New maths research to bring big benefits for business, industry, and the public


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A new research programme will develop new ways of extracting useful information from particular types of huge, complex datasets.

The programme, run by six universities including Imperial College London, will receive £6.3 million in support.

The aim is to achieve a step change in the modelling and analysis of vast banks of ever-growing, often interconnected data relating to customer needs and behaviour and the performance of systems and equipment, for instance.

We aim to [...] help tackle some of the challenges faced by our increasingly interconnected societies. Professor Almut Veraart

Across many sectors, this will make it easier to pinpoint problems and opportunities, make accurate predictions and plan robustly. For example, it will help tackle cybercrime and increase resilience and carbon reduction in the electricity sector.

Combining expertise in statistics, probability theory and data science, the six-year programme is being funded by the Engineering and Physical Sciences Research Council (EPSRC), part of UK Research and Innovation (UKRI).

The Network Stochastic Processes and Time Series (NeST) partnership involves six universities – Imperial College London, Bath, Bristol, Oxford, York and the London School of Economics and Political Science – and a range of companies and government organisations.

At Imperial, the project is led by Dr Ed Cohen, Professor Nick Heard, Professor Almut Veraart and Professor Guy Nason, all from the Department of Mathematics.

Professor Veraart said: “We are excited by our collaborative work on NeST. Complex datasets encompassing a network structure are ubiquitous in our everyday lives and include, amongst others, traffic, energy, social, financial and computer networks and networks of medical data.

“We aim to advance the modelling, simulation, statistical inference, learning, prediction and anomaly detection of such datasets and help tackle some of the challenges faced by our increasingly interconnected societies.”

National centre of world-class expertise

The ambition is for NeST to establish itself as the world's leading research centre in the development of new theory, methods and computational techniques for tackling the mathematical and statistical analysis of datasets generated by ‘dynamic networks’.

These include not just IT networks, big and small, but also networks in the wider and more traditional sense, such as the railway network and all the railway lines and connection points (e.g. stations, where the network connects with customers) that this incorporates.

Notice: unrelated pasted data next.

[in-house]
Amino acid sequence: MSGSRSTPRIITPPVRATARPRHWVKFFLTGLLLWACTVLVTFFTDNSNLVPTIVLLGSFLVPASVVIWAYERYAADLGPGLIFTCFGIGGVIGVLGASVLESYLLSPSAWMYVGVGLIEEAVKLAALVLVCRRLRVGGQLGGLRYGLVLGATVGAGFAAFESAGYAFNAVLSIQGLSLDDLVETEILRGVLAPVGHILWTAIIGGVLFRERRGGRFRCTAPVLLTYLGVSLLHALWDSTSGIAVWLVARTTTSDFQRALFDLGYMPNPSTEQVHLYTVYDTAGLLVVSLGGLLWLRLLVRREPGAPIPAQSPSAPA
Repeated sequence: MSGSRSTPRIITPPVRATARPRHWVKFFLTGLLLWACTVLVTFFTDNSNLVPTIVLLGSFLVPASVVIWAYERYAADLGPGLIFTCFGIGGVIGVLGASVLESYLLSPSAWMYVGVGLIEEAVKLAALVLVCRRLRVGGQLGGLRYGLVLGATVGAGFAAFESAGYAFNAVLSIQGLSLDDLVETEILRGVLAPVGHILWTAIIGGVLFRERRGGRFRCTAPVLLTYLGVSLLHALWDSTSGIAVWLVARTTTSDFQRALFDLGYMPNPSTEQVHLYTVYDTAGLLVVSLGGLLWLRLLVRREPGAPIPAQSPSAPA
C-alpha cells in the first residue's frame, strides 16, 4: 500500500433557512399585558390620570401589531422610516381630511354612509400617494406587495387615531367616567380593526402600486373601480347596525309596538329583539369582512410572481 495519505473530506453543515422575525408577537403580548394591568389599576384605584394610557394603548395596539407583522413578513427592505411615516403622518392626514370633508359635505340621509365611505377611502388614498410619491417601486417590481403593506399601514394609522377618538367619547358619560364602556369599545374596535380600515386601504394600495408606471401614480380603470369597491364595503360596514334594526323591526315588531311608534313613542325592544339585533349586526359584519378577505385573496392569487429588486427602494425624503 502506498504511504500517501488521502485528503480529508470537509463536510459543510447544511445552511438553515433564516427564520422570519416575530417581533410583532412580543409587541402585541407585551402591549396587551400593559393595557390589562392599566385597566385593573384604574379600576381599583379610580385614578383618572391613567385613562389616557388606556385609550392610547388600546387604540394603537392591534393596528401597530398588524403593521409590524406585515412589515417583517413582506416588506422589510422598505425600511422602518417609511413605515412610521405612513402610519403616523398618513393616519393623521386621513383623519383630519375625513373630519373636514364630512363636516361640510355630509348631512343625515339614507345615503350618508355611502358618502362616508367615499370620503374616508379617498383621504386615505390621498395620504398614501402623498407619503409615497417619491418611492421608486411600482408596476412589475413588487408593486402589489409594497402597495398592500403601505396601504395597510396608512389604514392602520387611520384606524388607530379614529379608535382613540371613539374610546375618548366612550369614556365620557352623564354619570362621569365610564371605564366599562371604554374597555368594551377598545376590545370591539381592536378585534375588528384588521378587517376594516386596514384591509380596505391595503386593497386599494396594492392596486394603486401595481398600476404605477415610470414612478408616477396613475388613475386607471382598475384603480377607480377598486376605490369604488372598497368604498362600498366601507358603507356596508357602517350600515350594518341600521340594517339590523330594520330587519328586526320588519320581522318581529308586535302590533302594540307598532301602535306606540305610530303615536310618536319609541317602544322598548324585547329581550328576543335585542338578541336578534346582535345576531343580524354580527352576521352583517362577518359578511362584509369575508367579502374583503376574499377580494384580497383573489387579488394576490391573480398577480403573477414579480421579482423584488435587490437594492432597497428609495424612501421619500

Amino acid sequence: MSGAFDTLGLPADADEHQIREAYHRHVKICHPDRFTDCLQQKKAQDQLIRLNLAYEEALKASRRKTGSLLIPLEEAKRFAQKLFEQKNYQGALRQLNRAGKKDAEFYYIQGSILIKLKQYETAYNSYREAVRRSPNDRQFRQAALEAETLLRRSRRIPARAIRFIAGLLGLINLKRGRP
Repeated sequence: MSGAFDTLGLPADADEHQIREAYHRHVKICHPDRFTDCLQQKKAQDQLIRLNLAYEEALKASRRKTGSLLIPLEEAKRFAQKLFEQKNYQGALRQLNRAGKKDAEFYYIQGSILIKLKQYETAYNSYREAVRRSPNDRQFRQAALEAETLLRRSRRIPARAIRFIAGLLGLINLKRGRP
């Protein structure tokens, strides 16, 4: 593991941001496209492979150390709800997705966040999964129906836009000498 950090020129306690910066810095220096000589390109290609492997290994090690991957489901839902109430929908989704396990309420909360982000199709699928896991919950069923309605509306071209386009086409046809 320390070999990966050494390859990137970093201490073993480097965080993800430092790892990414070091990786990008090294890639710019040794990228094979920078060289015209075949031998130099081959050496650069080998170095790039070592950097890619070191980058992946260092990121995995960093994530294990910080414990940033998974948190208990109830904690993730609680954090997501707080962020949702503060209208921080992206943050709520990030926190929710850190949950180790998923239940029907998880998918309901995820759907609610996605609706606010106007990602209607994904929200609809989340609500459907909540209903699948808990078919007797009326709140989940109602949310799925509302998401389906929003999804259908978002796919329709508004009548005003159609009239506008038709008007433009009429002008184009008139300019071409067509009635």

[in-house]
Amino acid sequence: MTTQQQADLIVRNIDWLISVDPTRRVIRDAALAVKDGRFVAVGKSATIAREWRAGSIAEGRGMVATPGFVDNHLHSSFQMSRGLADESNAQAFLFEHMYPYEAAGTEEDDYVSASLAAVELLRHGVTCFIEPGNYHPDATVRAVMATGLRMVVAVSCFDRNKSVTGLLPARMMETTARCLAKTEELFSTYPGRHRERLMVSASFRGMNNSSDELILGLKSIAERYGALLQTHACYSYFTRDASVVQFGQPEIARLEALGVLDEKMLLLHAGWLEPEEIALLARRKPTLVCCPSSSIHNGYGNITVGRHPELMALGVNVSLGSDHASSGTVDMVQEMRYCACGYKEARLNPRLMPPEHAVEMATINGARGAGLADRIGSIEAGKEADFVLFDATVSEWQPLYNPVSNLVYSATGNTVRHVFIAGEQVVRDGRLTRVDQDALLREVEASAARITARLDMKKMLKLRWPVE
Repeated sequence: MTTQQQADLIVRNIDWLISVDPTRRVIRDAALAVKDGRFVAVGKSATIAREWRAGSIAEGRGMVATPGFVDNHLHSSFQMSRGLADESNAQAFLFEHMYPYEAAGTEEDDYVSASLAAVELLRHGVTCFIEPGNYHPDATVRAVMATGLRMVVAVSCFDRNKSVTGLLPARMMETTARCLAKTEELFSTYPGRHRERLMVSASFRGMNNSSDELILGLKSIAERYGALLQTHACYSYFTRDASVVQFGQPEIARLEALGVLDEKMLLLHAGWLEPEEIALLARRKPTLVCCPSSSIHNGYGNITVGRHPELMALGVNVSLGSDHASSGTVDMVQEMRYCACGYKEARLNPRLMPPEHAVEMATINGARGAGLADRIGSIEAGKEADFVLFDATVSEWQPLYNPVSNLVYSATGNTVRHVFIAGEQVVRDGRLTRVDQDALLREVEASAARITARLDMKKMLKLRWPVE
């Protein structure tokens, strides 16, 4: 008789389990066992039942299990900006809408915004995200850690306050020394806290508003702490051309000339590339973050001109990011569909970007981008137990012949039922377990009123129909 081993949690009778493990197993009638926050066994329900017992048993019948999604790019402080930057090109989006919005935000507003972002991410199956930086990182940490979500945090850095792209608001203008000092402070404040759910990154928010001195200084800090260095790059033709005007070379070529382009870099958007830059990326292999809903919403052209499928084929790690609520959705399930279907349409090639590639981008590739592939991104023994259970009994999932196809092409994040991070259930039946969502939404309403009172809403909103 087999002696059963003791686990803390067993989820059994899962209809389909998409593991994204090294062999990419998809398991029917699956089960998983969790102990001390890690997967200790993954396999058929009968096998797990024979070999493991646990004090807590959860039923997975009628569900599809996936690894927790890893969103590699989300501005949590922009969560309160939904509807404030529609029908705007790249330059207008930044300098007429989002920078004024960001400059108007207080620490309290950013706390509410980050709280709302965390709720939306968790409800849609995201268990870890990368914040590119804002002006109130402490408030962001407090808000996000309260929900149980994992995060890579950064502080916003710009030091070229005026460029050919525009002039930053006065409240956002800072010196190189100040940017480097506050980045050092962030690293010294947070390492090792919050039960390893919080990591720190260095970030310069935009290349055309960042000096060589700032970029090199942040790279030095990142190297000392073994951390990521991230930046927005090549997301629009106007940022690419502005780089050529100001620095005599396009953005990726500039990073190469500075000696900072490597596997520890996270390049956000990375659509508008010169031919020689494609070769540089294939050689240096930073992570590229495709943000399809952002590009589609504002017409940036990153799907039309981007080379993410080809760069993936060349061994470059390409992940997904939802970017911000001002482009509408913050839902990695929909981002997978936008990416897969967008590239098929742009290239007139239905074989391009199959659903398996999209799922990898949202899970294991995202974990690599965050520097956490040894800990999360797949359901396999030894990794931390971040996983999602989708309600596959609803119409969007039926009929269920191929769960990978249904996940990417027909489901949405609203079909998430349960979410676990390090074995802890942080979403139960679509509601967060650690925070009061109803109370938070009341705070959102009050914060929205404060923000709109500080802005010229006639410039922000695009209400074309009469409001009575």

The dynamic aspect of networks is particularly important: most datasets are not static but are constantly evolving and growing.

Producing solutions by numbers

This maths research has multiple potential fields of application and is targeting, for example:

  • More secure, greener power grids: Greater use of renewables is key to the UK’s energy security and its ability to achieve net-zero carbon emissions. Integrating intermittent energy sources such as wind and solar requires sophisticated forecasting of net demand on power networks. NeST will develop computer models and simulations that help meet this challenge.
  • Better detection of cyberattacks: In 2022, cybercrime cost global businesses, consumers and governments an estimated £1 trillion. Innovative tools are urgently needed to make IT networks safer. NeST will develop new ways of analysing network traffic to pinpoint tell-tale changes indicative of cyberattacks, enabling earlier detection and reducing damage caused.
  • Improved mail services: Mail companies face many logistical challenges to enhance the efficiency of their services. NeST will help them match resources to changing demand and better utilise their distribution infrastructure and vehicle fleets. Benefits will include improved services for business and the public, plus significant cuts to carbon footprints.

Jane Nicholson, EPSRC Director for Research Base, said: “The NeST programme demonstrates the fundamental importance of the mathematical sciences to important sectors such as energy, transport and cybersecurity.

“The team’s work in establishing itself as a leader in the study and exploitation of dynamic networks, which will reflect the fact that the data which underpin these critical sectors is constantly changing, will deliver benefits for industry and key services which impact on our daily lives.”

Based on a press release by the EPSRC.



Hayley Dunning

Hayley Dunning
Communications Division

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